Mars rover Opportunity has been operating on the surface of the Red Planet since 2004, but a dust storm this summer may prove to be the mission’s toughest challenge. The enormous storm caked Opportunity in dust and blocked out the sun, its source of energy — and there’s no guarantee the batteries aren’t dead for good. But now that the skies have cleared, we at least have our first look at the workhorse rover from orbit since it went radio silent.
The Mars Reconnaissance Orbiter captures fabulous imagery of the planet at a regular rate, but it happened that it passed over Perseverance Valley last week, where Opportunity is currently stationary. In the image you can just make it out as a few pixels raised above the surface.
That valley isn’t the only place that was hit by the storm — this was no flurry but a full-blown planet-spanning tempest that lasted for months. It isn’t the first dust storm Opportunity has weathered by a long shot, but it was probably the worst.
The last we heard from the rover was on June 10, at which point the storm was getting so intense that Opportunity couldn’t charge its batteries any more and lowered itself into a hibernation state, warmed only by its plutonium-powered heaters — if they’re even working.
Once a day, Opportunity’s deeply embedded safety circuit checks if there’s any power in its battery or coming in via solar.
“Now that the sun is shining through the dust, it will start to charge its batteries,” explained Jim Watzin, director of the Mars Exploration Program at NASA. “And so some time in the coming weeks it will have sufficient power to wake up and place a call back to Earth. But we don’t know when that call will come.”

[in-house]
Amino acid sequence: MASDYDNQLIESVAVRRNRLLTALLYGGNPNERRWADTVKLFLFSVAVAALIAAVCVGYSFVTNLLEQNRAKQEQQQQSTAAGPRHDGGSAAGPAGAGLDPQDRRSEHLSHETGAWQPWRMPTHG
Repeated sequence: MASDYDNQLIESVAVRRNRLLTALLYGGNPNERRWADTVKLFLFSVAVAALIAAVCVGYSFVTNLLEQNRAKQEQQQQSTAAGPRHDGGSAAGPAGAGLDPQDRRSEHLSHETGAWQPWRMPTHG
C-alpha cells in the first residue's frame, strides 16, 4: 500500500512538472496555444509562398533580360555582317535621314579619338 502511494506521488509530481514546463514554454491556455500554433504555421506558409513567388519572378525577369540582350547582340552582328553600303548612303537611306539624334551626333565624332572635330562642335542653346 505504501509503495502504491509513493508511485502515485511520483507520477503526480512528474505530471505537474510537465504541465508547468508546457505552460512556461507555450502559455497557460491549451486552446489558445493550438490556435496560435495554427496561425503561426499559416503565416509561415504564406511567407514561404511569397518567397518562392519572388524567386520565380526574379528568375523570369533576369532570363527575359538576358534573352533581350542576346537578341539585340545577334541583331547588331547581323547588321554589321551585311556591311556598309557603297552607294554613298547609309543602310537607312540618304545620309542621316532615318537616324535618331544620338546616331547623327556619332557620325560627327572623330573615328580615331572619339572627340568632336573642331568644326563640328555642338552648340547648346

That’s the hope, anyway. There is of course the possibility that the dust has obscured the solar cells too thickly, or some power fault during the storm led to the safety circuit not working… there’s no shortage of what-if scenarios. But space exploration is a unique combination of the deeply realistic with the deeply optimistic, and there’s no way Opportunity’s handlers aren’t going to give the little rover all the time it needs, within reason, to get back in touch.
The team has been sending extra signals out to spur a response from Opportunity and will continue to do so for the next few weeks, but even that won’t be the end of the line.
Thomas Zurbuchen, associate administrator at NASA’s Science Mission Directorate, assured the many Opportunity superfans out there that they plan to keep listening at least through January. And you can bet a few sentimental types will find a way to check now and then after that as well.
Should the worst happen and the dust storm appear to have disabled the rover for good, that would still be a hell of a run — Opportunity was intended to last for 90 days and has instead gone for 14 years. Nothing sad about that. But here’s hoping we hear from this long-lived explorer soon.
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